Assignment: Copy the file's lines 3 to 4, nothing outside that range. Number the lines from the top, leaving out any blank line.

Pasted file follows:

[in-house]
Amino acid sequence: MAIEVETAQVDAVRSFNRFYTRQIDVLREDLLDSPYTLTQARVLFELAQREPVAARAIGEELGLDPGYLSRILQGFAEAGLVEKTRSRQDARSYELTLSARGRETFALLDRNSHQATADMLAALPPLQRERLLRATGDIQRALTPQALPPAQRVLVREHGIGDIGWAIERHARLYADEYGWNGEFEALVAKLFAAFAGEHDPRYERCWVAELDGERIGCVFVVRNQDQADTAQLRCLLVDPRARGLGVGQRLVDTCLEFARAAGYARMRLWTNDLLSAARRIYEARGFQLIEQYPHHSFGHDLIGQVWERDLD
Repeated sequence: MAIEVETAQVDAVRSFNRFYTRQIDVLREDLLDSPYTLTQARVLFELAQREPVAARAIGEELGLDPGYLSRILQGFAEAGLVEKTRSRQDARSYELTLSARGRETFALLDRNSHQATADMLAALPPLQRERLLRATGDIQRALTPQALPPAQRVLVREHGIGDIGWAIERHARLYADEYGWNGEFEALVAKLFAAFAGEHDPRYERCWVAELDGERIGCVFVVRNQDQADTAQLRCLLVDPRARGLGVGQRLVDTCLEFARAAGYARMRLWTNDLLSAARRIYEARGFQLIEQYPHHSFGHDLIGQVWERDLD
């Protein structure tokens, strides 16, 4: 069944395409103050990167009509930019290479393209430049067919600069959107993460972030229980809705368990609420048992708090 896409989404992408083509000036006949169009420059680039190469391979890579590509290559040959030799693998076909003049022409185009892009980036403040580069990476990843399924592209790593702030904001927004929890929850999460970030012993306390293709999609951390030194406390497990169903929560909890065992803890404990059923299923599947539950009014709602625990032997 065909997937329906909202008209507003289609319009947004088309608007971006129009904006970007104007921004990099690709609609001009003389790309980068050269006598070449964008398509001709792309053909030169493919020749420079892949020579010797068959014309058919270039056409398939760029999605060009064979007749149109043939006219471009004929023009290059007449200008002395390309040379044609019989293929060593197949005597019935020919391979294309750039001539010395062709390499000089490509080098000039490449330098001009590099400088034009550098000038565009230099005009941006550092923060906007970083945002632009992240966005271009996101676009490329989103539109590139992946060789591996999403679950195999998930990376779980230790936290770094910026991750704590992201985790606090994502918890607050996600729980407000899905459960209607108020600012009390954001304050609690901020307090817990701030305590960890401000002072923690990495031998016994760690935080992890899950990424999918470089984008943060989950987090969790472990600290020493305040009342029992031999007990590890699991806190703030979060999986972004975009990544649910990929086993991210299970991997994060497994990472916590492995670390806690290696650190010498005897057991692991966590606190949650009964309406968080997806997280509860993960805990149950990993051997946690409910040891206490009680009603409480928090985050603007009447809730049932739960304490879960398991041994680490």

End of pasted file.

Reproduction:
Repeated sequence: MAIEVETAQVDAVRSFNRFYTRQIDVLREDLLDSPYTLTQARVLFELAQREPVAARAIGEELGLDPGYLSRILQGFAEAGLVEKTRSRQDARSYELTLSARGRETFALLDRNSHQATADMLAALPPLQRERLLRATGDIQRALTPQALPPAQRVLVREHGIGDIGWAIERHARLYADEYGWNGEFEALVAKLFAAFAGEHDPRYERCWVAELDGERIGCVFVVRNQDQADTAQLRCLLVDPRARGLGVGQRLVDTCLEFARAAGYARMRLWTNDLLSAARRIYEARGFQLIEQYPHHSFGHDLIGQVWERDLD
């Protein structure tokens, strides 16, 4: 069944395409103050990167009509930019290479393209430049067919600069959107993460972030229980809705368990609420048992708090 896409989404992408083509000036006949169009420059680039190469391979890579590509290559040959030799693998076909003049022409185009892009980036403040580069990476990843399924592209790593702030904001927004929890929850999460970030012993306390293709999609951390030194406390497990169903929560909890065992803890404990059923299923599947539950009014709602625990032997 065909997937329906909202008209507003289609319009947004088309608007971006129009904006970007104007921004990099690709609609001009003389790309980068050269006598070449964008398509001709792309053909030169493919020749420079892949020579010797068959014309058919270039056409398939760029999605060009064979007749149109043939006219471009004929023009290059007449200008002395390309040379044609019989293929060593197949005597019935020919391979294309750039001539010395062709390499000089490509080098000039490449330098001009590099400088034009550098000038565009230099005009941006550092923060906007970083945002632009992240966005271009996101676009490329989103539109590139992946060789591996999403679950195999998930990376779980230790936290770094910026991750704590992201985790606090994502918890607050996600729980407000899905459960209607108020600012009390954001304050609690901020307090817990701030305590960890401000002072923690990495031998016994760690935080992890899950990424999918470089984008943060989950987090969790472990600290020493305040009342029992031999007990590890699991806190703030979060999986972004975009990544649910990929086993991210299970991997994060497994990472916590492995670390806690290696650190010498005897057991692991966590606190949650009964309406968080997806997280509860993960805990149950990993051997946690409910040891206490009680009603409480928090985050603007009447809730049932739960304490879960398991041994680490």